Published: Sun, January 27, 2019
Business | By Pearl Harrison

Bing search engine blocked in China

Bing search engine blocked in China

A search on Bing China's website from mainland China directs users to a page that says the server can not be reached.

"We've confirmed that Bing is now inaccessible in China and are engaged to determine next steps", a Microsoft spokesperson said in a statement to Fox News.

Although Bing isn't exactly the lead player in the search market there (that is very much a title held by local company, Baidu), Microsoft has many other irons in the Chinese Fire (wall), including a new research centre due to open this year. In a statement given to The New York Times, Microsoft said: "We've confirmed that Bing is now inaccessible in China and are engaged to determine next steps".

Cyber watchdog Cyberspace Administration of China had said on Wednesday that it had deleted more than 7 million pieces of online information and 9,382 mobile apps. But the incident is still bad news for any USA internet company thinking of expanding into China and playing by the country's rules, like Google. Microsoft, however, did comply with the Chinese government's policies to keep Bing from being blocked, though something must have changed for the latest ban.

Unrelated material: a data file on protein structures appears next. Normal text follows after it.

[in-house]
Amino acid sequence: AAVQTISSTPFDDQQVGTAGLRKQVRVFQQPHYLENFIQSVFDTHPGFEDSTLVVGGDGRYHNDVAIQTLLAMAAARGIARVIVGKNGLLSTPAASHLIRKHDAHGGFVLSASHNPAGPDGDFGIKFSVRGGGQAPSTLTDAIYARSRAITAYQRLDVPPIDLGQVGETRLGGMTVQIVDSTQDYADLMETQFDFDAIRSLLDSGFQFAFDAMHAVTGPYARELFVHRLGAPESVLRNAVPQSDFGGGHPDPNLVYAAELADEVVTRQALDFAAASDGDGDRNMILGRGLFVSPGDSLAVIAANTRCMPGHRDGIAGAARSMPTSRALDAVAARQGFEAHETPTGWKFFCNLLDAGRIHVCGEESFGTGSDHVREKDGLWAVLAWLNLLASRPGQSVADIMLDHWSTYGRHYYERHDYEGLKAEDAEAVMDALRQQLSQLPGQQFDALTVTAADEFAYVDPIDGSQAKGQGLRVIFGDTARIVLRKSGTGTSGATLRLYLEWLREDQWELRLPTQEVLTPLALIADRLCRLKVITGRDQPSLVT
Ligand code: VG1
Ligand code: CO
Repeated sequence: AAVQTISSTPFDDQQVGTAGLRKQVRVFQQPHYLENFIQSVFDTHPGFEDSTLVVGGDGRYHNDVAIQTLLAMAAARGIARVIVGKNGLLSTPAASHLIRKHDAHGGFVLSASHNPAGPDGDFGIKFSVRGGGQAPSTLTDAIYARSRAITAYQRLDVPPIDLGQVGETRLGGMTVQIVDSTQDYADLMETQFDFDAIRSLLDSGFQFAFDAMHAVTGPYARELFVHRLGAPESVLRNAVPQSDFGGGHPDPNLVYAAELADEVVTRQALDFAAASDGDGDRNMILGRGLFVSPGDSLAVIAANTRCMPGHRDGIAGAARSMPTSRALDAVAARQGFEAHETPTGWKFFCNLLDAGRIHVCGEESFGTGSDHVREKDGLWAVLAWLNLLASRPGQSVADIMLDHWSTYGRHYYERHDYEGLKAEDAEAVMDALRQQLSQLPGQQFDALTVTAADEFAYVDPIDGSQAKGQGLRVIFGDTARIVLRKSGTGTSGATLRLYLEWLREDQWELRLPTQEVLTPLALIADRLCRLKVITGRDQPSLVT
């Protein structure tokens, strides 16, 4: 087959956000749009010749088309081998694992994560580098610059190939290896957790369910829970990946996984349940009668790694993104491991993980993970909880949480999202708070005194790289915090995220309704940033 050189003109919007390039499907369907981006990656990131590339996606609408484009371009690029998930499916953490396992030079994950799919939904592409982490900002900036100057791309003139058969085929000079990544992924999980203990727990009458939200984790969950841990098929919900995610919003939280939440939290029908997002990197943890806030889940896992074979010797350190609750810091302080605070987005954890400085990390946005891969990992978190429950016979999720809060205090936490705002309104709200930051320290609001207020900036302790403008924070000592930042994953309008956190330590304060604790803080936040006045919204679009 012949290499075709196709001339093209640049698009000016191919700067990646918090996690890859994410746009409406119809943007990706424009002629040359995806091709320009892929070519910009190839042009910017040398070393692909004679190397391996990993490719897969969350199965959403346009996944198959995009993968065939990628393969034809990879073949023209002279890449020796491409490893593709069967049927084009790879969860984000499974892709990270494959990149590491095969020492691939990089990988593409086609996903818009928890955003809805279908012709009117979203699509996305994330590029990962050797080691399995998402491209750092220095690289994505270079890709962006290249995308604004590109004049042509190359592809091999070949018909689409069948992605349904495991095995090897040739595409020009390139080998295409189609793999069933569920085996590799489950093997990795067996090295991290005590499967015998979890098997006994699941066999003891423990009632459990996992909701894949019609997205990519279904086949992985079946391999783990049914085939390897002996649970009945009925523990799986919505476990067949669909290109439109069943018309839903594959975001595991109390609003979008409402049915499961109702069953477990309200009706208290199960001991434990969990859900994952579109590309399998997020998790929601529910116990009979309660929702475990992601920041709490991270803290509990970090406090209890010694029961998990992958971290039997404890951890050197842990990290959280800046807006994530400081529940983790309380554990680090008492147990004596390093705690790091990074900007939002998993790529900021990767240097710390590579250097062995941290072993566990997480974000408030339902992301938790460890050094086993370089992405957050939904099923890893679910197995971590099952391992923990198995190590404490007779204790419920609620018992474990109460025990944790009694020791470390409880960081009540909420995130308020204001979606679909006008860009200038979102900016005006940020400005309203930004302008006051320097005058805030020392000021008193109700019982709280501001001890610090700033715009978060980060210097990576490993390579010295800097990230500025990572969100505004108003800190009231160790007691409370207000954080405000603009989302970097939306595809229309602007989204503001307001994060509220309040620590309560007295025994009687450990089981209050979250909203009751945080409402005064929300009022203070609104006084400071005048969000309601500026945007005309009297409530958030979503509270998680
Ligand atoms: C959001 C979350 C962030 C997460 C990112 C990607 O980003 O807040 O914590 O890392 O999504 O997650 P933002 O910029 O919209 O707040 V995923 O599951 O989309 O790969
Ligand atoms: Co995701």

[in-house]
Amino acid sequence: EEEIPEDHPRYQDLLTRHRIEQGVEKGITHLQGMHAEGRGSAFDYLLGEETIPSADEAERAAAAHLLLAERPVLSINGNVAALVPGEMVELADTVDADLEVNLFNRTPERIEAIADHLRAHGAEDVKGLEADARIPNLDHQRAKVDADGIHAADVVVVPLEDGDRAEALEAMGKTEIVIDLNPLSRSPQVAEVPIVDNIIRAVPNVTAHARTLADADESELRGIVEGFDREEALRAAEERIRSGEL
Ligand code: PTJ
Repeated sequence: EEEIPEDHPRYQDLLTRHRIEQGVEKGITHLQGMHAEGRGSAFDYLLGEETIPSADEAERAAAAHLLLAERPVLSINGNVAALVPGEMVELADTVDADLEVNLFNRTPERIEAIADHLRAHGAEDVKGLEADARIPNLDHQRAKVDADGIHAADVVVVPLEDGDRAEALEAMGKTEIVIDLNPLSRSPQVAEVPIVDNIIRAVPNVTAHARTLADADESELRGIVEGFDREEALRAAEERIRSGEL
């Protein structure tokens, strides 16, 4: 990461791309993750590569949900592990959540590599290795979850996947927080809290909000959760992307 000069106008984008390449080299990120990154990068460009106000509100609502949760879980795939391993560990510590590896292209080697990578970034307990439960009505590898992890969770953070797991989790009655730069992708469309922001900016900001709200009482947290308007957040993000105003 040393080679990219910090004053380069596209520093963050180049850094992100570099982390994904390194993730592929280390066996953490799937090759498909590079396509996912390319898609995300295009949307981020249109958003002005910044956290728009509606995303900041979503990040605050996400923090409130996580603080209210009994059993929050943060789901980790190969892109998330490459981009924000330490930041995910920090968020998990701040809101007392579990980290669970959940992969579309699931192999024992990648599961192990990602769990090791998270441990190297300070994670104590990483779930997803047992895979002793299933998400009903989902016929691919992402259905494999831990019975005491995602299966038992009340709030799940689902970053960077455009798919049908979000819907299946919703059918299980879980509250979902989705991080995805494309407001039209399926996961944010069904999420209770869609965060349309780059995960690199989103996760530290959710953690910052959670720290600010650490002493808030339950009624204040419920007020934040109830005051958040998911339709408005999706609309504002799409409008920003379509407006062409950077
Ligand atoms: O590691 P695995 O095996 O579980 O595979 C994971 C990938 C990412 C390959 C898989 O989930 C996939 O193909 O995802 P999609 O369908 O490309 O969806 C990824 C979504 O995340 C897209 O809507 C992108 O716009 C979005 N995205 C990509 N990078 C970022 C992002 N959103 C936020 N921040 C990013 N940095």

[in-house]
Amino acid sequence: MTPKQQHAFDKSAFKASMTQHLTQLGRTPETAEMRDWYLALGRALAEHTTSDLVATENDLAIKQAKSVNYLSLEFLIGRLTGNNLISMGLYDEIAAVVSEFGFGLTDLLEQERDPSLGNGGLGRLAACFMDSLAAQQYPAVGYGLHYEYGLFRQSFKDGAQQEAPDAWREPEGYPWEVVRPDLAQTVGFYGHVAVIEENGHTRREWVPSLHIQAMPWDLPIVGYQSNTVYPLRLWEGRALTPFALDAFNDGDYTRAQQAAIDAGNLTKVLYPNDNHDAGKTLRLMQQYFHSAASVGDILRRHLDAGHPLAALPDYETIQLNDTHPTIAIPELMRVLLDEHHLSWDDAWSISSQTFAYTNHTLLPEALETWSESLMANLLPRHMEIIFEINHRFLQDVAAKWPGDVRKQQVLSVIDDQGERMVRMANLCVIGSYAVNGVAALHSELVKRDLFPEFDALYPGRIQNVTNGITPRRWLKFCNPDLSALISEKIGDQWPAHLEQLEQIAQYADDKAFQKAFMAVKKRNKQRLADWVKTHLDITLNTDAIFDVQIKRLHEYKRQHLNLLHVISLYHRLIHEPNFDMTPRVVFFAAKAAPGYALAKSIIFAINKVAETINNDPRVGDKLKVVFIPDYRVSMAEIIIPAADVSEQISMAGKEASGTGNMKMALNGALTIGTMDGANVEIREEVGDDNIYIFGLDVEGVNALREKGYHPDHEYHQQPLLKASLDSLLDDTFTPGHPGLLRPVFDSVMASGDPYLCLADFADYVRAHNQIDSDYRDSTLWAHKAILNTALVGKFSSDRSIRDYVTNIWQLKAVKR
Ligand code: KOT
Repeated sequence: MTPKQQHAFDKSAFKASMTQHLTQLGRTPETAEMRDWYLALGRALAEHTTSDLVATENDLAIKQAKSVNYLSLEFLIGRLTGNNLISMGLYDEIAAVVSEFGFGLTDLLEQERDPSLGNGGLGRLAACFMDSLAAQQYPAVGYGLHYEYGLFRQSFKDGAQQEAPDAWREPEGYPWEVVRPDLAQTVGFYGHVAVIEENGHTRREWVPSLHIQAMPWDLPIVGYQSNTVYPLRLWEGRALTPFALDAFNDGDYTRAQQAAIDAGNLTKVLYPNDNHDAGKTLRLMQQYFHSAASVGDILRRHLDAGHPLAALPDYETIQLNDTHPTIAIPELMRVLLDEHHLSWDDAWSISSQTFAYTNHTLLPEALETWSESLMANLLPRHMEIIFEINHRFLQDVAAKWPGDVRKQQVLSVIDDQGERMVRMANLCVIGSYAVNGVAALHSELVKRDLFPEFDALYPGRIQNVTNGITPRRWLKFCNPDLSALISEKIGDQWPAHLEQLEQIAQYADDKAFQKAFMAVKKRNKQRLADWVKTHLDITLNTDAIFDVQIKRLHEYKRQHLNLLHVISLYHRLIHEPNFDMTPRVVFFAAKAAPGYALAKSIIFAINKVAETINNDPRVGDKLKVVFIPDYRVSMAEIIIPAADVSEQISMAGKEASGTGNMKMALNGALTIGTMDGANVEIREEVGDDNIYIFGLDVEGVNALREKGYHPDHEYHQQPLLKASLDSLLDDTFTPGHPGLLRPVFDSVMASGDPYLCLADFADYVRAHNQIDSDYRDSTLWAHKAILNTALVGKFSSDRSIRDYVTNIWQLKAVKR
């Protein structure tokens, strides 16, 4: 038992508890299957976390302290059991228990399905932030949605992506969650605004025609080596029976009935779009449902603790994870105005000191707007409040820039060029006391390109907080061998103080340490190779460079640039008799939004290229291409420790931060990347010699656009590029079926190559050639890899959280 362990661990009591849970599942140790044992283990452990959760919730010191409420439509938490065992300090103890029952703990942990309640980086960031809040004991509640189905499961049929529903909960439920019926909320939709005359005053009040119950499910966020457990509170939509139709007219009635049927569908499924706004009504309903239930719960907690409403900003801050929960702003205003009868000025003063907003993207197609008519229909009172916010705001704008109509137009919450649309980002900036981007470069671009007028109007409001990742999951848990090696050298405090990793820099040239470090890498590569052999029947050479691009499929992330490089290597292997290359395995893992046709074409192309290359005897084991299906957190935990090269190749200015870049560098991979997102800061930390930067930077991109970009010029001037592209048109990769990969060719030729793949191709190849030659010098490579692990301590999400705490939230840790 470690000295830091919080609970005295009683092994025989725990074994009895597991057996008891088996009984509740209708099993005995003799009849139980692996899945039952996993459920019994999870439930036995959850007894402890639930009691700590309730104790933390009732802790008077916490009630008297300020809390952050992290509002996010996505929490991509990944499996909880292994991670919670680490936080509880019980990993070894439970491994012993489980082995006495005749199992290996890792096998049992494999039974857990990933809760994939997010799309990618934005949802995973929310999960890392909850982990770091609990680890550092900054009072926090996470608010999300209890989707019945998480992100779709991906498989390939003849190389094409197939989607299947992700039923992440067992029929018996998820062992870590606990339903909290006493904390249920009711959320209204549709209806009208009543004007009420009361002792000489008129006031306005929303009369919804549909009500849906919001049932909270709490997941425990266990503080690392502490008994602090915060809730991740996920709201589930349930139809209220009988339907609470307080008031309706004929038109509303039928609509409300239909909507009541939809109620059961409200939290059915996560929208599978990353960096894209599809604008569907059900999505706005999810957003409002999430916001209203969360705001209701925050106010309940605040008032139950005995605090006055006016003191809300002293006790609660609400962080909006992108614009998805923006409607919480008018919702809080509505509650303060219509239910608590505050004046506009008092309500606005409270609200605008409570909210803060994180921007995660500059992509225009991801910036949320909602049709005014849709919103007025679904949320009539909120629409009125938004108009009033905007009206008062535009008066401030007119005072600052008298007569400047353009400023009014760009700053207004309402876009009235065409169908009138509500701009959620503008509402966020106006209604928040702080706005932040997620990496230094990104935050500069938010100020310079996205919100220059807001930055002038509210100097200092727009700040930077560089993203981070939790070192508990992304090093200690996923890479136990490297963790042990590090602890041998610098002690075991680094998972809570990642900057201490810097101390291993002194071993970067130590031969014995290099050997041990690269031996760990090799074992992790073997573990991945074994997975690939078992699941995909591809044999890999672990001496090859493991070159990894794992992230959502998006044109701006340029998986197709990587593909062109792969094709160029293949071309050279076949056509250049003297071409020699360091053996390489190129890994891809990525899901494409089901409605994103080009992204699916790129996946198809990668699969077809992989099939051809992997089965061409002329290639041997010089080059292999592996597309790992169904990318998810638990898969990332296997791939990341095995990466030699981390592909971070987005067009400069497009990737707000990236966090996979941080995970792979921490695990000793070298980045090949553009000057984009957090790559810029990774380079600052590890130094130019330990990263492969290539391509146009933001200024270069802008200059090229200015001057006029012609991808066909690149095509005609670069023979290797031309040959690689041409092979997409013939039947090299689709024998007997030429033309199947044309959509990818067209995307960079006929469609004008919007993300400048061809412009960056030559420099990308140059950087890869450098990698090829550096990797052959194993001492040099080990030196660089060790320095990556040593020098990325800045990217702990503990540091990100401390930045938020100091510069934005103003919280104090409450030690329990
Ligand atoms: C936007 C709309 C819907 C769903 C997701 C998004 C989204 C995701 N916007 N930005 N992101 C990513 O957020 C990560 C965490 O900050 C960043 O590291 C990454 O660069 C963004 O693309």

Smith also acknowledged that Microsoft had fewer legal rights in China than in other countries.

That has helped Chinese competitors such as search engine Baidu.com to flourish.


"Is it really necessary to force me to use these garbage domestic search engines?" said a comment Thursday on Sina Weibo.

Bing had been allowed to operate in the country because it censored search results, Schmitz reports.

This search engine was the last major American service, who worked in China. In 2010, China released a white paper defending its censorship, in which it said that while the internet is "a crystallization of human wisdom", citizens can't attain it all. It had only a 2 percent share of the country's search market, according to StatCounter.

Google recently suffered a backlash and protests from its employees over the company's covert attempt to get back into China. The company has even misdirected Chinese users to government's own accounts about certain events or people.

News about Bing lock appeared just over a week after reports the New York Times, which details the persecution of Twitter users in China.

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